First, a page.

Public Services

MoJ makes Ramsey interim CIO

David Bicknell Published 07 February 2013

Deputy steps up following Andy Nelson's departure to DWP


The Ministry of Justice (MoJ) said it has appointed Andy Nelson's deputy Nick Ramsey as interim chief information officer (CIO) following Nelson's departure to the Department for Work and Pensions (DWP) as its replacement for Philip Langsdale.

The Department for Work and Pensions yesterday confirmed that Nelson will take responsibility for implementing wide-ranging changes to the welfare system, a move that was approved by the Secretary of State for Work and Pensions Iain Duncan Smith with Prime Ministerial agreement.

The knock-on effect of Nelson's departure sees Ramsay take up the MoJ reins, initially in an interim role.

An MoJ spokesperson said:

"We would like to thank Andy Nelson for all his hard work over the past four years in helping to modernise our IT services while ensuring we delivered value for money.

"The department has appointed Nick Ramsay as our interim chief information officer and we will be seeking a permanent replacement in due course."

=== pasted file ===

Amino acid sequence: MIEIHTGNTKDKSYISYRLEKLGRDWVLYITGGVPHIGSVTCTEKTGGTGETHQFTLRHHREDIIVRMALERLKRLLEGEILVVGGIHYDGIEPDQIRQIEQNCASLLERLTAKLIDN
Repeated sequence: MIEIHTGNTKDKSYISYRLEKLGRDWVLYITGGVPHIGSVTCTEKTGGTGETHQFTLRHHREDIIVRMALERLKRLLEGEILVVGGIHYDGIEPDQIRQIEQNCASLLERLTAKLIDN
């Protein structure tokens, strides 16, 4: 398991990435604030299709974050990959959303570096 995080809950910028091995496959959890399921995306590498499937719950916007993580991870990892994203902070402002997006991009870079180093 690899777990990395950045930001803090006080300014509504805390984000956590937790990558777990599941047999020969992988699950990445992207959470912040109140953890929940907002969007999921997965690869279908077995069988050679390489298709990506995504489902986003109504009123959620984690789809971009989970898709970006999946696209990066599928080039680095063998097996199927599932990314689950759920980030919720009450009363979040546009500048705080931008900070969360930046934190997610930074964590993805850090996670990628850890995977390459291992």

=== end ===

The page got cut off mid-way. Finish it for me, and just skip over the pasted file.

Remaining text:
The focus will now be on Nelson at DWP in what steps he takes in implementing Universal Credit, as Permanent Secretary at the DWP, Robert Devereux pointed out, welcoming Nelson's appointment yesterday.

"I am delighted to welcome Andy Nelson to the Department as we make our welfare reforms a reality, including the imminent start of Universal Credit, the Personal Independence Payment and the Benefit Cap. Mr Nelson's wealth of experience prior to him joining the Civil Service, together with his recent role in the Ministry of Justice and as Government CIO place him in a unique position to help us as we enter a critical period in the transformation of the welfare system," he said.

A recent McKinsey article pointed out that new CIOs in key posts, like Nelson at DWP, must hit the ground running as soon as they are confirmed in the role. As well as tackling Universal Credit, Nelson will also have to consider the longer-term transformation of the DWP estate.

It argued: "The early months of a CIO's tenure are an extremely important time to learn about a company's culture and critical issues, shape an agenda for change, build relations with peers and senior leaders, and make decisions -- on people, funding, and other matters -- that will provide a solid foundation for the future."

The article went on: "In the first 100 days, you have to make your mark. In that period, you also need to formulate a compelling vision, because if you want to lead, as opposed to executing the visions of others, you do need to come out quickly with a story that everybody can align around."






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